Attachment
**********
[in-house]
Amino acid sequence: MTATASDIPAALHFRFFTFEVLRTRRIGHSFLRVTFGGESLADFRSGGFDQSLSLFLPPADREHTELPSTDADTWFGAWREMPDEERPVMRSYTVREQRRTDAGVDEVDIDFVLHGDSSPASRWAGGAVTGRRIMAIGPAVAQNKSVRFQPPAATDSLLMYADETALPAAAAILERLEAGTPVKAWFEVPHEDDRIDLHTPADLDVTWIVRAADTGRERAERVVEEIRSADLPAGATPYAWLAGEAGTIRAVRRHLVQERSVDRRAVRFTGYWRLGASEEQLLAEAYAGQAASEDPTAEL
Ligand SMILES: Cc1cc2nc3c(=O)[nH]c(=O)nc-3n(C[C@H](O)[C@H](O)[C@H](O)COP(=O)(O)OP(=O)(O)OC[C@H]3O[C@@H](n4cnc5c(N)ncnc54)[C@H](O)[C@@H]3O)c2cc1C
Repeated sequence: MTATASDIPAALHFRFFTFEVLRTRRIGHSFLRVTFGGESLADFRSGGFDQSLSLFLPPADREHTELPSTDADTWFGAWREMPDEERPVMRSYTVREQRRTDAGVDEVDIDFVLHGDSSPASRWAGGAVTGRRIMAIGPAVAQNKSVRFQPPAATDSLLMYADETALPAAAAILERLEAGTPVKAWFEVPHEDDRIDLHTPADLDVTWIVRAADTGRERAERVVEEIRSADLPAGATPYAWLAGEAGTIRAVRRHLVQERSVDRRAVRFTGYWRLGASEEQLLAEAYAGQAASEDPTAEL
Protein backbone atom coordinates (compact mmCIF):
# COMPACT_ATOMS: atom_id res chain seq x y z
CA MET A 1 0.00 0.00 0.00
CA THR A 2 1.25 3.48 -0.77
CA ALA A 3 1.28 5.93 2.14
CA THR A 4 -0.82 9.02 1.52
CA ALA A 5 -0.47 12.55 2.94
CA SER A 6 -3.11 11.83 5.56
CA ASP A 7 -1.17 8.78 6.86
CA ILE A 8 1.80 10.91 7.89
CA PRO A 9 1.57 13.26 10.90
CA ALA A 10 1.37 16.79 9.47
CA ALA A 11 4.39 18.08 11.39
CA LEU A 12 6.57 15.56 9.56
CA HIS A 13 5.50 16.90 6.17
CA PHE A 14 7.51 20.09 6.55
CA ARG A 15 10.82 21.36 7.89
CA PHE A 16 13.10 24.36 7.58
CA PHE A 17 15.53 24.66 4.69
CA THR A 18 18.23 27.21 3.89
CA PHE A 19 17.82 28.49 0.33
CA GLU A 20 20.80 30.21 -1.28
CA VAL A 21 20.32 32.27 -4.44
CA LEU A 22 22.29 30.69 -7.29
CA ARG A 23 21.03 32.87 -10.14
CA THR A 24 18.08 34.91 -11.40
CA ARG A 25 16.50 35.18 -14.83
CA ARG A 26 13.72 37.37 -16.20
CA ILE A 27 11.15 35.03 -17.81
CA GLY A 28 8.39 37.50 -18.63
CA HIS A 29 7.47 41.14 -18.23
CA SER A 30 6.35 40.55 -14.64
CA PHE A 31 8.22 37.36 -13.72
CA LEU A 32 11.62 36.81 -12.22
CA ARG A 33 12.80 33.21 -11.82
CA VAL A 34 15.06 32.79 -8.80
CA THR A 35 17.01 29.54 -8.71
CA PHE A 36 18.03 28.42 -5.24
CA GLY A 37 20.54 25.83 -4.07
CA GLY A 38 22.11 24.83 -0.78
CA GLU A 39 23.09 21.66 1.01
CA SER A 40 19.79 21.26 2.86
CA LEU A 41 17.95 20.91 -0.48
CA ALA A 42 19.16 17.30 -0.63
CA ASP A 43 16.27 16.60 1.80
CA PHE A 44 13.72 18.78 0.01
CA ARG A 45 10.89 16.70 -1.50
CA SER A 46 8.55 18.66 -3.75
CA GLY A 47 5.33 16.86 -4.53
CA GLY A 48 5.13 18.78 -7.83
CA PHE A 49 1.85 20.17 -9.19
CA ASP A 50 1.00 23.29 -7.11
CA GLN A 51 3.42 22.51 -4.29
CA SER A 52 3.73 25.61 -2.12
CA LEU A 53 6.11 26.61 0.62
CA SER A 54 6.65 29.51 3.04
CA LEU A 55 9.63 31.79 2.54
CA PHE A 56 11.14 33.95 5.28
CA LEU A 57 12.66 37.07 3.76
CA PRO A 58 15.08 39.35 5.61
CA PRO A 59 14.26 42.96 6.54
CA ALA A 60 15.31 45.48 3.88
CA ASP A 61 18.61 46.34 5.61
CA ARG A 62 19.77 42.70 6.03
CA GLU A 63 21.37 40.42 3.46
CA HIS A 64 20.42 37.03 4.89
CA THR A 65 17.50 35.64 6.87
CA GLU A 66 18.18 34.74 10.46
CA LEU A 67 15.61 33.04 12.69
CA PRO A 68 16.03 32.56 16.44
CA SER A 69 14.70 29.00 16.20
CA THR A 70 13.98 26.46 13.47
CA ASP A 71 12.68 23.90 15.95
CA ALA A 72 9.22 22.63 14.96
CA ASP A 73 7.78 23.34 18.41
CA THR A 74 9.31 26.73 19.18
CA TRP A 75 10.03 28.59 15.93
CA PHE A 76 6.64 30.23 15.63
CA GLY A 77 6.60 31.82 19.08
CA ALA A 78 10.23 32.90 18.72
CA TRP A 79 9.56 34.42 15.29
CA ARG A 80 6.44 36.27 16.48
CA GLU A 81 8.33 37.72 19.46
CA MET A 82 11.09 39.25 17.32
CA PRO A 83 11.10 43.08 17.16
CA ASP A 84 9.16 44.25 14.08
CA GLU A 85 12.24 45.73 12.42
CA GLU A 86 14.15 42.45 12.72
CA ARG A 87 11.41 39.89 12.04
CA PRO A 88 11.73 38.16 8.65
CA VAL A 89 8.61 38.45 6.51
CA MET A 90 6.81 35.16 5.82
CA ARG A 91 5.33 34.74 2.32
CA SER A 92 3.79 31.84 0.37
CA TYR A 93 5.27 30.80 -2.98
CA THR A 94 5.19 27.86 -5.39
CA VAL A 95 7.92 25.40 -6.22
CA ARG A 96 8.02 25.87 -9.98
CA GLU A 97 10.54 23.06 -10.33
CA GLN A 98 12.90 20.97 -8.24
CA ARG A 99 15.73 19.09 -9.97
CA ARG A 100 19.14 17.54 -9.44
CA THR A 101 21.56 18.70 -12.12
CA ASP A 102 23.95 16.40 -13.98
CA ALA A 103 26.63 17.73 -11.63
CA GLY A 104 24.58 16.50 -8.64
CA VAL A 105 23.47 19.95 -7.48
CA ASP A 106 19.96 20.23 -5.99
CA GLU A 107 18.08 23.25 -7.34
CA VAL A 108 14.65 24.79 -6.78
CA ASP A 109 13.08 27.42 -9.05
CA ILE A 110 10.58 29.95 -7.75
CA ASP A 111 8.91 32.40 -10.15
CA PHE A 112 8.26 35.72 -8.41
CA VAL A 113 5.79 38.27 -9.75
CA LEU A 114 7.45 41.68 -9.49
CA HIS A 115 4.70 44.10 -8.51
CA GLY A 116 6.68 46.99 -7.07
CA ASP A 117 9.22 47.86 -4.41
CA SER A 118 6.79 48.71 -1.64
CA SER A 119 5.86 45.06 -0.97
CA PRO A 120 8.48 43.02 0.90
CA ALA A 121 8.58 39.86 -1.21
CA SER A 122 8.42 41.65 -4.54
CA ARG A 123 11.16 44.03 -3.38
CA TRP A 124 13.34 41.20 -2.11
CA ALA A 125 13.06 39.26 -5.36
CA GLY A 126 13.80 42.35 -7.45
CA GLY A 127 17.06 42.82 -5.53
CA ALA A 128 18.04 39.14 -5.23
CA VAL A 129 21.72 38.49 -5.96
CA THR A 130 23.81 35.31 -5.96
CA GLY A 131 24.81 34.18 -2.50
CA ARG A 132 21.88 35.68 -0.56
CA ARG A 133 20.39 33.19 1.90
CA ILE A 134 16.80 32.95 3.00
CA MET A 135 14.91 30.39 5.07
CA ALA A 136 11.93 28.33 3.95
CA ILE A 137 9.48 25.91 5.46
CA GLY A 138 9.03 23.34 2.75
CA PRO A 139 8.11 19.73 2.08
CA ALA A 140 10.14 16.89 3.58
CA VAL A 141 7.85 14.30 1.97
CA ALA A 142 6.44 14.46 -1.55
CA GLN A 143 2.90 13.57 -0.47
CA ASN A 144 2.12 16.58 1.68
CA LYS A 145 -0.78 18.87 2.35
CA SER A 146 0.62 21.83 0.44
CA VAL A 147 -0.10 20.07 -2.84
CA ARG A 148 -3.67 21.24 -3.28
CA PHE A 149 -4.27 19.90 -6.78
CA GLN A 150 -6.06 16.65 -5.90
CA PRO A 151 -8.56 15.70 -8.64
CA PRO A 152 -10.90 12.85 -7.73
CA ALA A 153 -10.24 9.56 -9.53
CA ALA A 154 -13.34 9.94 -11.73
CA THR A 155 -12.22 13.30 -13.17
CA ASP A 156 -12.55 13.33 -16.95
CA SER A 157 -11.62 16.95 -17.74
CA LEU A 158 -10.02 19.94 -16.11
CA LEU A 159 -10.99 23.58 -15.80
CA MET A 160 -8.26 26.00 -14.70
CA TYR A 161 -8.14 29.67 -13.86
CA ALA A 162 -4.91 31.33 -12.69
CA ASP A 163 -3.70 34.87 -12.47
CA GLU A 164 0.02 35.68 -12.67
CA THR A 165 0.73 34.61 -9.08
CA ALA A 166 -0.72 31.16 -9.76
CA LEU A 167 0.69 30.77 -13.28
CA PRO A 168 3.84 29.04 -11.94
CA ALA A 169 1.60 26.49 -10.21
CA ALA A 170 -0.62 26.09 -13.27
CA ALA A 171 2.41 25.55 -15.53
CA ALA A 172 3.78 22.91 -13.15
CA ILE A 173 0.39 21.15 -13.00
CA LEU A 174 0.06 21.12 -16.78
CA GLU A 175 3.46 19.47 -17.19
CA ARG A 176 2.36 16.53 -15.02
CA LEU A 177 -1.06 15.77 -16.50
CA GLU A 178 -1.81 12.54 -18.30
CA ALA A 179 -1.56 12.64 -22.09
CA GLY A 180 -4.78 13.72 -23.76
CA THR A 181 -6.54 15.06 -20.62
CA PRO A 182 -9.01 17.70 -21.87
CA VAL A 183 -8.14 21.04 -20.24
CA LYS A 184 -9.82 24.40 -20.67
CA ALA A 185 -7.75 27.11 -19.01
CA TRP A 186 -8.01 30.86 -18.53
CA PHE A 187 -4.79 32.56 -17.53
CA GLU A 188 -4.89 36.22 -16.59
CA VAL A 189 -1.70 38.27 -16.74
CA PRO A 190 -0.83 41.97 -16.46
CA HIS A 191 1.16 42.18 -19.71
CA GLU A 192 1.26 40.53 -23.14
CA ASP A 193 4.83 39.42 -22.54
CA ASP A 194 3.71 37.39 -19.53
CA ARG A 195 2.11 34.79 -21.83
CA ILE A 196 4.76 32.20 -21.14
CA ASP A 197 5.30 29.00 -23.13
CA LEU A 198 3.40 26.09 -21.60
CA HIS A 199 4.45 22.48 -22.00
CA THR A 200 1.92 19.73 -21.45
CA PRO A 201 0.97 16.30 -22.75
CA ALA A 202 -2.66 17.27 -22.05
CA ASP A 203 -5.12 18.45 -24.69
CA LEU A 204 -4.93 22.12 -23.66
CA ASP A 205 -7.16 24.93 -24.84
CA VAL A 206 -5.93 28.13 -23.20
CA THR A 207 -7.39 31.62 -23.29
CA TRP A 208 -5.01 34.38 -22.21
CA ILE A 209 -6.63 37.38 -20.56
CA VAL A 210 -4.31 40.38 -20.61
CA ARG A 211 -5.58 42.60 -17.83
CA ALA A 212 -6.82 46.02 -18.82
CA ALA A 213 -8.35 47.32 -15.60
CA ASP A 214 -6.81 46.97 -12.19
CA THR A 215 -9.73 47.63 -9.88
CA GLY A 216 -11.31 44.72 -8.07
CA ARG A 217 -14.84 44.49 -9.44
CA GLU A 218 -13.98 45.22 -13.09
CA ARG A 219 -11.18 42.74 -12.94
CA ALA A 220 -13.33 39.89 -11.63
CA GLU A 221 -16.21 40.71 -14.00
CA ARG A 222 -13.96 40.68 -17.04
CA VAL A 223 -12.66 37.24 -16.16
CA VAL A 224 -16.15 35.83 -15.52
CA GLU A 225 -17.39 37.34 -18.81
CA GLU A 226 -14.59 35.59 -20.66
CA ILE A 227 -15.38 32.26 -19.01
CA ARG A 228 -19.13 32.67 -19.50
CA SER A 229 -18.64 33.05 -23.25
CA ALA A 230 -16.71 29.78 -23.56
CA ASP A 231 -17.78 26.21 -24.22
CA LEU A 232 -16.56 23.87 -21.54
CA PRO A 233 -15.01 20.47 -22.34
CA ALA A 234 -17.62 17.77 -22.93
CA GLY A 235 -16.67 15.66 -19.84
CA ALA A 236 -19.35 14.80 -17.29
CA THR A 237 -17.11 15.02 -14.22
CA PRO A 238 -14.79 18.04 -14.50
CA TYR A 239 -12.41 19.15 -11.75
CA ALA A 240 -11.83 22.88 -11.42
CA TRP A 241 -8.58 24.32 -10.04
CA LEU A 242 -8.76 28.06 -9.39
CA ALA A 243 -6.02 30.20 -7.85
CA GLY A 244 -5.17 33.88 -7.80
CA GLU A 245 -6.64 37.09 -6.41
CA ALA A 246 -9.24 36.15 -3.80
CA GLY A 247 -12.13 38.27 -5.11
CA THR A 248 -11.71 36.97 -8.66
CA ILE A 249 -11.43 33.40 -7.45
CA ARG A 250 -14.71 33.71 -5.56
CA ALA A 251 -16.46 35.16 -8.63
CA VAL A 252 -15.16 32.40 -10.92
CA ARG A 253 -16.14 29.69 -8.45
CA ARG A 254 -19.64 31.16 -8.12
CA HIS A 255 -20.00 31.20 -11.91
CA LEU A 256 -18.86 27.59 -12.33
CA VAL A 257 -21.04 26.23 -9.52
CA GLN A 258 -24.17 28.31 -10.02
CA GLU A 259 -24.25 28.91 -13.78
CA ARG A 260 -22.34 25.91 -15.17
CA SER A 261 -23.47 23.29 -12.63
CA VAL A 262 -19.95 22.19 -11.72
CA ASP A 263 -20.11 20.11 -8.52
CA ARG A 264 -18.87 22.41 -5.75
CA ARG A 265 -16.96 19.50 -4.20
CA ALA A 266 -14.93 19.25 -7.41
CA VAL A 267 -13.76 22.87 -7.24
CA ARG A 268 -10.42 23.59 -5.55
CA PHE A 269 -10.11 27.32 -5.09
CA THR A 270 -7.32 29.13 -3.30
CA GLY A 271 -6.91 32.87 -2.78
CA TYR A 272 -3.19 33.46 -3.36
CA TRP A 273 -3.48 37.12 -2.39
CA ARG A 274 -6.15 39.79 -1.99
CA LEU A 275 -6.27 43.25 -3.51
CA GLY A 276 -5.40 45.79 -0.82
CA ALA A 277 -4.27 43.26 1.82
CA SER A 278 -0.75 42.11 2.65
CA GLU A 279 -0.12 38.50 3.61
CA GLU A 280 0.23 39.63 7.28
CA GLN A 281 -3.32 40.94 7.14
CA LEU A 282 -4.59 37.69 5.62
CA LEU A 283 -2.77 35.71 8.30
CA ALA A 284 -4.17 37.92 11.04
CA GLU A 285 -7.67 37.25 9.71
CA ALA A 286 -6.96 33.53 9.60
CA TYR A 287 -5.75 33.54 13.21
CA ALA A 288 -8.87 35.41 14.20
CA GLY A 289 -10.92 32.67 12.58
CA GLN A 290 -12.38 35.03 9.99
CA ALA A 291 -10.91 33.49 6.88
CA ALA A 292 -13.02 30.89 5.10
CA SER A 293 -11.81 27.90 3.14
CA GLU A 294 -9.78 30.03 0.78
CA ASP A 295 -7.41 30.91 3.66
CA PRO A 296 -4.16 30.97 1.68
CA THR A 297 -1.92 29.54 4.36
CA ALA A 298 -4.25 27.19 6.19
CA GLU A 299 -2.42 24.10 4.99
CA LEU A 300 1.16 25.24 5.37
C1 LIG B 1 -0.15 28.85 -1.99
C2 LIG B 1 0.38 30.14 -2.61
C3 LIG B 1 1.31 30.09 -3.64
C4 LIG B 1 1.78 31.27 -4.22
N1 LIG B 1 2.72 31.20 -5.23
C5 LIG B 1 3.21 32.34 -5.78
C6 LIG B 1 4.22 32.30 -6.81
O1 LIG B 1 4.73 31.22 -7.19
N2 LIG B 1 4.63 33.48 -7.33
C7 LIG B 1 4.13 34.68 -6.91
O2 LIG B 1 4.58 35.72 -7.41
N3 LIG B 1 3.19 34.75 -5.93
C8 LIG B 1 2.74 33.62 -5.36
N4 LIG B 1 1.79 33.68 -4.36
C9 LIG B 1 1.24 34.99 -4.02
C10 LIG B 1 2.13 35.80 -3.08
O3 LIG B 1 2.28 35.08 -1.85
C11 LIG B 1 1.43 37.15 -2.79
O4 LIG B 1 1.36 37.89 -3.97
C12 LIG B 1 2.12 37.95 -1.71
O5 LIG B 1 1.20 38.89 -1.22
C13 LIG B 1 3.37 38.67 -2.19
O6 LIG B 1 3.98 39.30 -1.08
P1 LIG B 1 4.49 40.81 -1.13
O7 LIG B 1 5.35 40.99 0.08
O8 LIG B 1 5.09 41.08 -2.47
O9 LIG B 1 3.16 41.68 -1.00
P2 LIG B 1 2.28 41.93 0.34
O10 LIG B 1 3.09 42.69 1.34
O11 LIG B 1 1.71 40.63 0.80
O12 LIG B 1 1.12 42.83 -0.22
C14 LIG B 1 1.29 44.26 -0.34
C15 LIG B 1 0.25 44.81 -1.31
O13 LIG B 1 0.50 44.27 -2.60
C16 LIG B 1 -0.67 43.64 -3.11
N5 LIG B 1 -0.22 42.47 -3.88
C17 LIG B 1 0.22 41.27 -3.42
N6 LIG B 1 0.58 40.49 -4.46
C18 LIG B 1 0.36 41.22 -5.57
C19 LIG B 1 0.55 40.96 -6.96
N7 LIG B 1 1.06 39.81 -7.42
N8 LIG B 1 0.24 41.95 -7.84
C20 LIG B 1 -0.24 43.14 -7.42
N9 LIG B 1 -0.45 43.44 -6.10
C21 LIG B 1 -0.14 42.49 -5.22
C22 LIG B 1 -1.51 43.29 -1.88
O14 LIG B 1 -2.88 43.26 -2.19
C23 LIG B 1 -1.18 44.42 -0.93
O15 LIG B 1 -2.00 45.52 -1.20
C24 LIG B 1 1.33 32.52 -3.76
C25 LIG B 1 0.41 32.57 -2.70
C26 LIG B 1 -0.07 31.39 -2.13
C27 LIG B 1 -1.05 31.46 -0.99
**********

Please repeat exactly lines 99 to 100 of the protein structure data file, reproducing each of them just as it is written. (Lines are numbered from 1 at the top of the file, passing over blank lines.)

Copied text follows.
CA TYR A 93 5.27 30.80 -2.98
CA THR A 94 5.19 27.86 -5.39